Discouraging but Curable

Rather than be discouraged by this news Dr. Goldstein was hopeful because the treatment for this is known and within the reach of all Americans; that they all make better decisions about what they eat.  “Everyone in the USA can literally take control of their own health and well-being with better choices at the table, store and restaurant and that can start right now, for everyone,” he said.

The pandemic and lockdown brought a lot of significant change to American society. The tendency to sit and eat was exacerbated considerably. “With more people moving less than ever while snacking constantly it is no wonder that our collective weight is so far up,” Dr. Goldstein concluded. “This is an easy fix for us all if we will just make the changes.”

About the Houston Healthcare Initiative

The Houston Healthcare Initiative podcast with Dr. Steven Goldstein is an information vehicle for people who want to know all medical options for themselves and are interested in reforming the healthcare industry. To learn more about the Houston Healthcare Initiative please visit www.houstonhealthcareinitiative.org.

What you need to know in Health Care.

The right to health was initially recognized by the World Health Organization (WHO) in 1946. According to WHO, the enjoyment of health is a fundamental right of every human being regardless of race, political belief, or religion. The debate over whether health care is a right or privilege has been raging for more than a century. Here is a look at the definition of health care and health care providers and whether health care is a right or  privilege.

What you need to know in Health Care.

Health Care and Health Care Providers

Healthcare is the provision of medical care to individuals and communities. Healthcare careers are not limited to doctors and nurses but also include chiropractors, administrators, therapists, and technology professionals.

According to federal regulations, a health care provider is a doctor of medicine, dentist, podiatrist, clinical psychologist, nurse, or any medical personnel, authorized to practice by the State and working according to the standards laid out by State law. A healthcare provider is; therefore, anyone who is legally permitted to administer healthcare to patients.

Is Health Care A Right or Privilege?

The right to health care is internationally recognized but this does not mean this right is enforced worldwide. In the U.S., health care was included in the Second Bill of Rights that was drafted by Franklin Delano Roosevelt. His wife took his work to the UN which led to the clarification of health care as a human right in the Universal Declaration of Human Rights (UDHR).

After the adoption of the UDHR, all industrialized countries implemented universal health care programs to make sure their citizens enjoyed the right to health. However, in 2015, the U.S. report to the UN does not acknowledge health care as a human right. The U.S. does not have a health care system but only a health insurance system in the form of Medicare and Affordable Care Act. It is; therefore, reasonable to claim that in the U.S. and many developed countries health care is more of a privilege than a right.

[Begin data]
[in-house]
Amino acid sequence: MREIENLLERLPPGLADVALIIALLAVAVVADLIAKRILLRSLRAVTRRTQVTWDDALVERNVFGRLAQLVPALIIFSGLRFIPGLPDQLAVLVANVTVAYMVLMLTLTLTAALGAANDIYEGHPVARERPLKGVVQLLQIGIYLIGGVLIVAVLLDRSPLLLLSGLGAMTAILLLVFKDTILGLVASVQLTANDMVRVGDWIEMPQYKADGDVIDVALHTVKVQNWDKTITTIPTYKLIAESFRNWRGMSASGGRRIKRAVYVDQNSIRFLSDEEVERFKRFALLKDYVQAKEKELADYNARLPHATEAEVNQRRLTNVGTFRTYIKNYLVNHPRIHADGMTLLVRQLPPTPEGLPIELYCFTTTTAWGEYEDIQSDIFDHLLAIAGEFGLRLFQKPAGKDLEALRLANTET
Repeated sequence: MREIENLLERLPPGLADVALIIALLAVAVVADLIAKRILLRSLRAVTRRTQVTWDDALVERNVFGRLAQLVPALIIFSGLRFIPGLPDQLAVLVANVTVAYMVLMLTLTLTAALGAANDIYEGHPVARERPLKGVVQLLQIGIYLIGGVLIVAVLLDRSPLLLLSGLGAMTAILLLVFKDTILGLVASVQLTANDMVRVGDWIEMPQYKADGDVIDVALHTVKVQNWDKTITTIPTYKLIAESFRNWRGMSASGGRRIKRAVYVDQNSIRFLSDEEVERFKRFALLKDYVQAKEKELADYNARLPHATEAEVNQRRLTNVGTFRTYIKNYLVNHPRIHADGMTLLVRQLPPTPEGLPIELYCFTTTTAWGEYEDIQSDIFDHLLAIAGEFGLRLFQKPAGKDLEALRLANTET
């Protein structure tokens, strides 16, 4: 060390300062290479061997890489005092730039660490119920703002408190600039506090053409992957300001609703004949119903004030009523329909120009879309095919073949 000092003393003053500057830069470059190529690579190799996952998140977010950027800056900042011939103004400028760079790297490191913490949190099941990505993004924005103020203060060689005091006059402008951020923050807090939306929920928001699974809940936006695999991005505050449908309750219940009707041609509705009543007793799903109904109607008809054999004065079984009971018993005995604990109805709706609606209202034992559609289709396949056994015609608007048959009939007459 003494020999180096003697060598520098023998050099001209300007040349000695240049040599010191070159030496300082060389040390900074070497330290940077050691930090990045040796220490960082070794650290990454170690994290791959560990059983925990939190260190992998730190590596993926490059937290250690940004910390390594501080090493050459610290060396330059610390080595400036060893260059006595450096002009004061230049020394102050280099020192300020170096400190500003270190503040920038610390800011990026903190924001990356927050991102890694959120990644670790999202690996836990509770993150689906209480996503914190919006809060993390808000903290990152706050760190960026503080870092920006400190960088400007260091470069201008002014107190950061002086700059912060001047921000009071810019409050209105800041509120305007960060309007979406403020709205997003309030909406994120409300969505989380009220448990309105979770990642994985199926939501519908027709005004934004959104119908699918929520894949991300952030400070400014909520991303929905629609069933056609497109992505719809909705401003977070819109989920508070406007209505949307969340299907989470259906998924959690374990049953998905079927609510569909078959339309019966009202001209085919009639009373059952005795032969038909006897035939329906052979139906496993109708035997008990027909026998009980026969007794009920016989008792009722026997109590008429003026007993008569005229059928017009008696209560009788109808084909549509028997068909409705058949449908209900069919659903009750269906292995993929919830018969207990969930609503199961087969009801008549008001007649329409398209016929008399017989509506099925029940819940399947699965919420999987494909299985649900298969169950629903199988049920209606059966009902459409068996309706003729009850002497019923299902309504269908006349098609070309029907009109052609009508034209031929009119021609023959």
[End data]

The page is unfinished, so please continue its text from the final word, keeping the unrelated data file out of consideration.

The Houston Health Initiative is a group of health conscious patients and physicians who have come together to maintain and improve the health of each member of their group. The goal of HHI is to change the way Americans pay and receive medical care. If you want to learn about the state of health care in the country, or to make a change to the health care system in the U.S., Houston Healthcare Initiative has got your back.

Contact us

Proper health care when you can’t afford health insurance.

The number of uninsured people in the United States has slowly been rising for the past few years. A KFF analysis of the data gathered by the U.S. Census Bureau shows that 10.9% or 28.9 million people under the age of 65 were uninsured in 2019. This problem is only made worse by the fact that many people who are uninsured avoid medical attention until they are experiencing a medical emergency. Preventable or manageable conditions are made worse and much more expensive when this is done. The U.S. Census Bureau tabulated the reasons why those people were uninsured, and the overwhelming majority, 73.7%, said that coverage was simply not affordable for them.

Proper health care when you can't afford health insurance.

If you find yourself in the same or a similar situation where medical insurance is unaffordable, you need to know that there are options for you to receive proper medical care. One such option is a community health center. These health centers can also be referred to as Federally Qualified Health Centers (FQHCs) or community clinics, but they all operate similarly. They are non-profit clinics that provide quality health care to people at a very low cost regardless of income or insurance status. Today there are over 1,400 community health centers across the U.S., making them not only affordable alternatives to for-profit hospitals but also very accessible no matter where you live.

Despite the fact that you may be asked to pay only a small fee, you’ll always receive comprehensive, quality care at one of these clinics. That’s because their quality of care is heavily tracked to ensure that they are always providing good care to their patients. These health centers can provide primary preventative care, ongoing care, coordination with specialty care, and much more. For those with severe financial struggles, some of these clinics have on-site social workers who can coordinate benefits through connections they have in your community.

Almost every state has a network of community health centers that can provide low cost or free health care to people regardless of their insurance status or level of income. If you’d like more information about this or like topics, visit Houston Healthcare Initiative (HHI). We are an organization of like-minded physicians and other medical professionals who are looking to help change the nature of our public health in the U.S.